In the meantime, I have been scoping out bikes since my arrival in Thailand, where they play a much different function than in the US. Scooters occupy the vast segment of the transportation market here, with Yamaha and Honda dominating and Kawasaki and Suzuki coming in a distant third. Much like other second and third world countries, Thais use the scooter for daily commutes, for family outings, and for hauling.
When there is a rider with a helmet, it is inevitably the driver and never the innocent passengers. Probably the law but it hardly seems fair given their lack of ability to control their destiny. This particular scooter is in great shape and the family look to be well off. Jeans are expensive here and even acceptable as garb at nicer parties for adults.
I first started getting serious when this gang of Harleys rolled into NKP. I was sitting in the cafe behind them, having one of the few available american coffees when twenty or so parked right there. One of their number was an ex-pat brit (the only one not on a Harley - Yamaha R1). We bonded discussing my Triumph and our mutual disdain for Milwaulkee Iron (Quietly and politely since all his friends were riding them). In my dream world, I would go right out and find a nice 650 dual purpose bike or 750 or larger road bike, but they actually cost more here than in the states. My whopping budget is $800- $1200 including insurance. Beyond this, the first hurdle was a license, for although many riders clearly do not possess them ( I have seen riders as young as 9 or 10 riding) I felt if something does happen I preferably wanted to stay out of jail. I thought I had taken care of that with an international license I received in Maine before I left, which clearly lists Thailand as a participating country, but the reality on the ground is trickier. Online the information said that Thailand honored these for 90 days and after that a Thai one was necessary. It did say that by having the international version I would be spared a written test, but that I would have to go for a drive. My policeman friend Rambo really wasn't sure it was good at all, but he agreed to take me to a nearby city to the motor vehicles. Then it turned out that one of the teachers at Thai Samakee has a daughter who works in the bureau right in NKP. I was given a list of what I needed (a health certificate- had to go back to the hospital again for a second one- letters of reference from both of my schools, and my Maine driving license). None of it corresponded to the online requirements, but with a connection in hand I wasn't going to raise questions. I went with my director, handed over my paperwork (I actually brought the international one and it was rebuffed without comment), had my photo taken, and voila- I was a legal motorcycle driver for one year. Oddly, I am not allowed to drive cars - that is issued as a wholly separate card. I thought I told my Paaw Aw that I wanted both, but thanks to our "Tenglish" issues, we left without it. I didn't feel like I should push it since we took most of the school day to get the one.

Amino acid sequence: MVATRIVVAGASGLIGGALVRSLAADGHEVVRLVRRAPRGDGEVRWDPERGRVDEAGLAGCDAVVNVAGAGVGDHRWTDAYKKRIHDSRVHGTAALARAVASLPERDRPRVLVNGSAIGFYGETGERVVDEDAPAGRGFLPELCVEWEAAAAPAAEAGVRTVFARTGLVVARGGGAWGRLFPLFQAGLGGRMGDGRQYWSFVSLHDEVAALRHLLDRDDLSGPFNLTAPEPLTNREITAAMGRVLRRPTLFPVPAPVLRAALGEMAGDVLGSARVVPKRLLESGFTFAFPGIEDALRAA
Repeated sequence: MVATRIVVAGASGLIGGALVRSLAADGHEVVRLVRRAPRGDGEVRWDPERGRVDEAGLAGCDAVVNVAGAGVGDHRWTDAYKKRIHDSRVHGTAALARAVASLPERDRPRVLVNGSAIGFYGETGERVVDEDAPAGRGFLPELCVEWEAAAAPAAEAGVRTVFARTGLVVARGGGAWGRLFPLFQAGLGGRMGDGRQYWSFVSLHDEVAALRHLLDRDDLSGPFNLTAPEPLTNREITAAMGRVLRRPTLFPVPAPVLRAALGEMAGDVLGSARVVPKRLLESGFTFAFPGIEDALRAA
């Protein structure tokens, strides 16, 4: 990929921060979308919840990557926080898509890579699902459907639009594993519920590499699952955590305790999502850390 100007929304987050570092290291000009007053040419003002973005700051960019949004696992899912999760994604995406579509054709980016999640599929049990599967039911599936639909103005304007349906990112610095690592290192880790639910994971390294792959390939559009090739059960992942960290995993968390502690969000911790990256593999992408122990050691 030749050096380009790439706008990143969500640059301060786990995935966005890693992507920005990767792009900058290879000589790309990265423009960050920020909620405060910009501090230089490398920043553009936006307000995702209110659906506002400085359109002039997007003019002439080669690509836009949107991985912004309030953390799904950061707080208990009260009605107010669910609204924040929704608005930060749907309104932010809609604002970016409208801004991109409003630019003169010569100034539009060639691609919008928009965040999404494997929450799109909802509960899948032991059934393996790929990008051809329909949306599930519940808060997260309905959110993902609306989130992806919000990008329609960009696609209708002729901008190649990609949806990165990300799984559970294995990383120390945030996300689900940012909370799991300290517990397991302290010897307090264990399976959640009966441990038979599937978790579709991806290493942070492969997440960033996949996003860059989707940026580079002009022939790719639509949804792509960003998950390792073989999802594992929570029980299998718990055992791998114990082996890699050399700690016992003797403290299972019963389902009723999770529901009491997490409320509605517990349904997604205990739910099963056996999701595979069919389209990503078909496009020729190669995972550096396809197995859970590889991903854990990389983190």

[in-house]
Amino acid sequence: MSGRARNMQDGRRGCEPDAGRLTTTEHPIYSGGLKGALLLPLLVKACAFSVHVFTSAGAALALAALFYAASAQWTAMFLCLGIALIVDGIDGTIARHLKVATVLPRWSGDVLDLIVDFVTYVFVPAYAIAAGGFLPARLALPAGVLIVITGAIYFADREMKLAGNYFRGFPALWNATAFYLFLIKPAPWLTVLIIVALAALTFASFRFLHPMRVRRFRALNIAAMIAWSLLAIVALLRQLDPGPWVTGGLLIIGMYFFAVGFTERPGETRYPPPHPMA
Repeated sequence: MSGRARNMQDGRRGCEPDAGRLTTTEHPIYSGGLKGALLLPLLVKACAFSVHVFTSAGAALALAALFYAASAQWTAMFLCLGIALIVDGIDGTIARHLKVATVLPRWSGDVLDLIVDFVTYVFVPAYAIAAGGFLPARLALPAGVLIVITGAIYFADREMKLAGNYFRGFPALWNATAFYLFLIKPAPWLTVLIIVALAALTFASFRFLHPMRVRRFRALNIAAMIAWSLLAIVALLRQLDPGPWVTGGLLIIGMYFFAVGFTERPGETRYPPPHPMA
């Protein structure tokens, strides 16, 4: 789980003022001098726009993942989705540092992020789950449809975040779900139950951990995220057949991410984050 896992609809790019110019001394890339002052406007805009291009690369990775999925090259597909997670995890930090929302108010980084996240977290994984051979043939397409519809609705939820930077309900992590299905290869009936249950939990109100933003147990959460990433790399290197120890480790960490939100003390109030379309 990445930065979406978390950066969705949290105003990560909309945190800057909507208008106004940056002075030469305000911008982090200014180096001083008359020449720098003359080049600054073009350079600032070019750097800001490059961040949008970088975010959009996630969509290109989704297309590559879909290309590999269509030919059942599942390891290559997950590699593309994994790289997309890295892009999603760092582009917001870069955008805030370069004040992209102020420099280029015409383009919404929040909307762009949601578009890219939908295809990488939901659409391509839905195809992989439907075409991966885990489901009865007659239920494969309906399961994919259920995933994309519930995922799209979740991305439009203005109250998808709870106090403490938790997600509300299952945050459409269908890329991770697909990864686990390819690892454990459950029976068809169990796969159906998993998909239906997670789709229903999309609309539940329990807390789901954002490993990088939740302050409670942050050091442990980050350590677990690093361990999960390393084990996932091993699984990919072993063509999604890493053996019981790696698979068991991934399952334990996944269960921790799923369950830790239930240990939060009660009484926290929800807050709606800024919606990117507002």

I have more or less settled on a very cool little bike not available in the states, a Honda 150r or 150CBR. Not much power, but from what I have read they handle very nicely. These retail for about $3500 new, so used ones fall into my range. I face the same issues with buying a used bike as I do with all things involving speech. I have checked craiglist thailand, and there are a few, but they are down in Bangkok and these bikes are simply too small to ride that far. So I am talking as much as I can to anyone that looks like a gearhead, which led to my meeting with Kuang, owner of the bar we all drank at in Surin, when we went to the elephant roundup last weekend. This is why I haven't been blogging lately; I am still catching up. And for all of you who could give two shakes of a dead rat's ass about bikes and are wondering why I am not posting about the hundreds of elephants I saw this past weekend, I can only say, It's coming! Be patient!
Okay, okay. One more shot of their super cool club jacket. There is your elephant!
As long as we're stretching the rules, here is a peddy cab I saw in Sakhon. None of these in NKP.
Now back to the actual two wheelers.
Remember the broom dude? This is how you make a living with brooms. They work well, since they are tailored to differing surfaces and cost a few bucks each and are biodegradable for the most part.
And here is tonight's closer. This guy passed me yesterday in NKP. He had a little squeeze horn attached to the handle that he tooted every 20 feet or so. I was going the other direction and almost- blew it off- is there a less stupid saying that conveys that same idea a little more sharply? My brain is fried. Send it to me if you could. Anyhoo, I kicked myself in the ass and dug my camera out and ran back a block to follow him up an alley where, when I pointed my camera at him he lounged so perfectly as if he had been waiting for me to show up and notice how fantastic he was, that the run was worth it.
Comment Contest! The first person who can identify the source of the allusion in the title of this post (don't use google you cheating slacker, just reason it out. I am an English teacher) will get a Thai gift when I get home - promise! Also the best suggestion to replace "blew it off" will get something...